A vulnerability in the way Mozilla and its derived programs handle certain types of links could allow an attacker to run local programs on a vulnerable system.
Versions of the Mozilla, Firefox, and Thunderbird programs for Microsoft Windows will handle URIs of the form shell: and invoke external programs for certain file types. As a result, external programs located on the system can be invoked if the user clicks on this type of link in an HTML web page, email, or other source. In the event that the program being invoked contains a separate vulnerability, an attacker may be able to leverage the use of the shell: handler as a means to exploit that vulnerability.
Since the ability to invoke programs with the shell: moniker is handled natively by the Windows operating system, any program that passes these URIs off to the operating system (Internet Explorer, Outlook, etc.) exposes a similar vulnerability. Non-Windows versions of the mozilla products listed above do not expose this vulnerability because they do not handle the shell: URIs.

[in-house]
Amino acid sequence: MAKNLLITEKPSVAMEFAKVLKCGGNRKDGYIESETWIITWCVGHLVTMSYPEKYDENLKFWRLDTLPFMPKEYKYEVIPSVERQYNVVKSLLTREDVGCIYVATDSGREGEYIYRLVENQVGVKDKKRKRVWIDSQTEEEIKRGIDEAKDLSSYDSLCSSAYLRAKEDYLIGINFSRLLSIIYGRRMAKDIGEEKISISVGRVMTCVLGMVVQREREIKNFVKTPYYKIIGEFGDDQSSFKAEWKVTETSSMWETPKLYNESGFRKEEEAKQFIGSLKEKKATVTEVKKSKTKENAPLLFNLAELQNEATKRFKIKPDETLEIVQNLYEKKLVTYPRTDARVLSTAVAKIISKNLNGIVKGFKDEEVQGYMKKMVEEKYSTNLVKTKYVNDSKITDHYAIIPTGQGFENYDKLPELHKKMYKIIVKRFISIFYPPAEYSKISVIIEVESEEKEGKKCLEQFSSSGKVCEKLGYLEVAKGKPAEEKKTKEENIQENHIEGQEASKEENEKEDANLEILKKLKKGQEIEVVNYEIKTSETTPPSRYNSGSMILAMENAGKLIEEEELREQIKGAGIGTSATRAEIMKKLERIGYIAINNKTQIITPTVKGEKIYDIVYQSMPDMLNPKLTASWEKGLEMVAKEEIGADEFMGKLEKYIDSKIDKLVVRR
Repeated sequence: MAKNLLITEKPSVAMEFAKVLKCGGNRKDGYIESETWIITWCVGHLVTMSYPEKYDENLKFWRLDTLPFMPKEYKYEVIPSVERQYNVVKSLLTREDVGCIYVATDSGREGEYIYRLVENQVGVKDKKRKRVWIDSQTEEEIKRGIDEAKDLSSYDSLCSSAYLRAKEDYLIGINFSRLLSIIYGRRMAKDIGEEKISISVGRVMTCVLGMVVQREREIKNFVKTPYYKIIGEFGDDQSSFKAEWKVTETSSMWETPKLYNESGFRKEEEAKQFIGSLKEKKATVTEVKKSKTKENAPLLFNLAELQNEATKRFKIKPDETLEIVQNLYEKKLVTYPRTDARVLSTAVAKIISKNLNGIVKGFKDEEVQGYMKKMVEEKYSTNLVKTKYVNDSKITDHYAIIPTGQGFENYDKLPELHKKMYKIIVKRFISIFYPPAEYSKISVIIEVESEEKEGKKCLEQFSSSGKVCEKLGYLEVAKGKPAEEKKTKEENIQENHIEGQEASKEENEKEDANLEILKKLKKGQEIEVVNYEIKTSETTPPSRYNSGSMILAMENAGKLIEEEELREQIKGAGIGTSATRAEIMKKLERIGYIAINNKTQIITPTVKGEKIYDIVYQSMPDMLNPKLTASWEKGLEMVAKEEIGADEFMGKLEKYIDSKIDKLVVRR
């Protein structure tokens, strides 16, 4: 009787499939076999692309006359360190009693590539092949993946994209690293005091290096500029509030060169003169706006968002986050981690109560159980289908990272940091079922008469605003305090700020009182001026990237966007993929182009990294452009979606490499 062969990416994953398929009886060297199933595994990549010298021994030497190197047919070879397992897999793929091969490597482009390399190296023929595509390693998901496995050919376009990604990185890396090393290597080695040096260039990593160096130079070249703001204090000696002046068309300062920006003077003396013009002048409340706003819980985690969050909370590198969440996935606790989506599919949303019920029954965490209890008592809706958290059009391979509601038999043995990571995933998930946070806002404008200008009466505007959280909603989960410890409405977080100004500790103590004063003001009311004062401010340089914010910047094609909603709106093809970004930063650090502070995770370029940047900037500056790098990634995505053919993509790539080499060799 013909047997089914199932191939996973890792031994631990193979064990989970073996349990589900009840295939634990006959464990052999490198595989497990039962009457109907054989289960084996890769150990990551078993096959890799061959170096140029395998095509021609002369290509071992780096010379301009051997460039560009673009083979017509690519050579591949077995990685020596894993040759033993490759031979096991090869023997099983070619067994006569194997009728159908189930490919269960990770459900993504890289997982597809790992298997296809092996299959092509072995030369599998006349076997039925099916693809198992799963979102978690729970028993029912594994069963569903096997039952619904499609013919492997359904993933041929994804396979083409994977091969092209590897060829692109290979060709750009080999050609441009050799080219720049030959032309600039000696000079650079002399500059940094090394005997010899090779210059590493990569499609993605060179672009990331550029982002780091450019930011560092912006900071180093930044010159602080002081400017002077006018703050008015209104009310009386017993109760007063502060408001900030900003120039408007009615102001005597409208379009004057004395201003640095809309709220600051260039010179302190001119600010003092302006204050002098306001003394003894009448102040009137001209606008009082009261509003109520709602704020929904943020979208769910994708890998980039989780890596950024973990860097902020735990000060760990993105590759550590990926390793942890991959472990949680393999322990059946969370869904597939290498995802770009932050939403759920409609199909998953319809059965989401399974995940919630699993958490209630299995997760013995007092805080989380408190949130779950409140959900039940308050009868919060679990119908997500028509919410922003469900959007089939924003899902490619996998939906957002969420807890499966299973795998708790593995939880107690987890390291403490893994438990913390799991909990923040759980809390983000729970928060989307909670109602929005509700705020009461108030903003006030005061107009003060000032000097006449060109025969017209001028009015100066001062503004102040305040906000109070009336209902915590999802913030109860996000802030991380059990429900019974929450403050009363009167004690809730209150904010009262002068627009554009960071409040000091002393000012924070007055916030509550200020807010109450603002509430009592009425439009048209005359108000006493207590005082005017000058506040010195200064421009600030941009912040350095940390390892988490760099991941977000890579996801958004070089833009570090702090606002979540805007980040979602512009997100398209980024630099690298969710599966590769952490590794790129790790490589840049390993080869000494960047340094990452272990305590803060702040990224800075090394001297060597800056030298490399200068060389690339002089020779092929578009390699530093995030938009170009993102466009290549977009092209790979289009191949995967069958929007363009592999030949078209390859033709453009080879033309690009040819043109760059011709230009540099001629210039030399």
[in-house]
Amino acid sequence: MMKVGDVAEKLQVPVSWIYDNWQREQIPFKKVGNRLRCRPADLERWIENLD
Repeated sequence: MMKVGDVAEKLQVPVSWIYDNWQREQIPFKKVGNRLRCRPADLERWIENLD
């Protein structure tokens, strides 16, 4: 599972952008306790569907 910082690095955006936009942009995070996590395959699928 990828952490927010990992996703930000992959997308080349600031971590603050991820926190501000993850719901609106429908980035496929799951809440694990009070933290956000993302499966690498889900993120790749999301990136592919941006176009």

A remote attacker may be able to invoke local programs on the vulnerable system. This could allow the attacker to exploit a separate vulnerability in the external program being invoked or execute malicious programs that were stored on the system by another means. The specific impact of such exploitation would be dependent on the nature of the vulnerability being exploited or the malicious program being invoked.
Apply a patch from the vendor
We believe Keith McCanless originally reported this issue to the Mozilla development team. Joshua Perrymon subsequently published an additional analysis in a public forum.
This document was written by Chad Dougherty with helpful input from Art Manion of the CERT/CC and both Don Krapf and Jared Blazowski at NCS.
|Date First Published:||2004-07-09|
|Date Last Updated:||2005-06-15 17:15 UTC|